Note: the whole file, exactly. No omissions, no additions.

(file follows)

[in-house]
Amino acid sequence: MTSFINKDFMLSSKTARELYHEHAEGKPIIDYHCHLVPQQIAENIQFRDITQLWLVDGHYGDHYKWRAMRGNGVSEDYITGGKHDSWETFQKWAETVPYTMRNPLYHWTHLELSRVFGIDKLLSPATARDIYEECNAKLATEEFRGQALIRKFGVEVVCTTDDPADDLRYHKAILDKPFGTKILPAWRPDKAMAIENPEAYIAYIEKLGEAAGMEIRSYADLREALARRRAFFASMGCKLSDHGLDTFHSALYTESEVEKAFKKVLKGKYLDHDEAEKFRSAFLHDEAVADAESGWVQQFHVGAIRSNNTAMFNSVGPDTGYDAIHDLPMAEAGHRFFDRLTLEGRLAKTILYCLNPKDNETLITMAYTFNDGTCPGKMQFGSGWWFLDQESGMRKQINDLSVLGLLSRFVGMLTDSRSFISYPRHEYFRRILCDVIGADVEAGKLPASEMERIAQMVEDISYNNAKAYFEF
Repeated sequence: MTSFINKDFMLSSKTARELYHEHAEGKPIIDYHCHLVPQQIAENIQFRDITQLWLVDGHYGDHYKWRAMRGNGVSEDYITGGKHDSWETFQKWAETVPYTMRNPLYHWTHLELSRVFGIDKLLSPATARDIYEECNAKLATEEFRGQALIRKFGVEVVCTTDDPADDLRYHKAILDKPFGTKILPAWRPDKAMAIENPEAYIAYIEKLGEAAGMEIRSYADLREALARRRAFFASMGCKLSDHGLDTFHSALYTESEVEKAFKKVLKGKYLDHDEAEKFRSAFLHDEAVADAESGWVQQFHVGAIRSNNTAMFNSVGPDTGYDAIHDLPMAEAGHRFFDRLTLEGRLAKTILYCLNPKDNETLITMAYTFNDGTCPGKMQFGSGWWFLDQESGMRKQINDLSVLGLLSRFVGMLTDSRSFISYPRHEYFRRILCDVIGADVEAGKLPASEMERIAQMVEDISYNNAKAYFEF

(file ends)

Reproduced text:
[in-house]
Amino acid sequence: MTSFINKDFMLSSKTARELYHEHAEGKPIIDYHCHLVPQQIAENIQFRDITQLWLVDGHYGDHYKWRAMRGNGVSEDYITGGKHDSWETFQKWAETVPYTMRNPLYHWTHLELSRVFGIDKLLSPATARDIYEECNAKLATEEFRGQALIRKFGVEVVCTTDDPADDLRYHKAILDKPFGTKILPAWRPDKAMAIENPEAYIAYIEKLGEAAGMEIRSYADLREALARRRAFFASMGCKLSDHGLDTFHSALYTESEVEKAFKKVLKGKYLDHDEAEKFRSAFLHDEAVADAESGWVQQFHVGAIRSNNTAMFNSVGPDTGYDAIHDLPMAEAGHRFFDRLTLEGRLAKTILYCLNPKDNETLITMAYTFNDGTCPGKMQFGSGWWFLDQESGMRKQINDLSVLGLLSRFVGMLTDSRSFISYPRHEYFRRILCDVIGADVEAGKLPASEMERIAQMVEDISYNNAKAYFEF
Repeated sequence: MTSFINKDFMLSSKTARELYHEHAEGKPIIDYHCHLVPQQIAENIQFRDITQLWLVDGHYGDHYKWRAMRGNGVSEDYITGGKHDSWETFQKWAETVPYTMRNPLYHWTHLELSRVFGIDKLLSPATARDIYEECNAKLATEEFRGQALIRKFGVEVVCTTDDPADDLRYHKAILDKPFGTKILPAWRPDKAMAIENPEAYIAYIEKLGEAAGMEIRSYADLREALARRRAFFASMGCKLSDHGLDTFHSALYTESEVEKAFKKVLKGKYLDHDEAEKFRSAFLHDEAVADAESGWVQQFHVGAIRSNNTAMFNSVGPDTGYDAIHDLPMAEAGHRFFDRLTLEGRLAKTILYCLNPKDNETLITMAYTFNDGTCPGKMQFGSGWWFLDQESGMRKQINDLSVLGLLSRFVGMLTDSRSFISYPRHEYFRRILCDVIGADVEAGKLPASEMERIAQMVEDISYNNAKAYFEF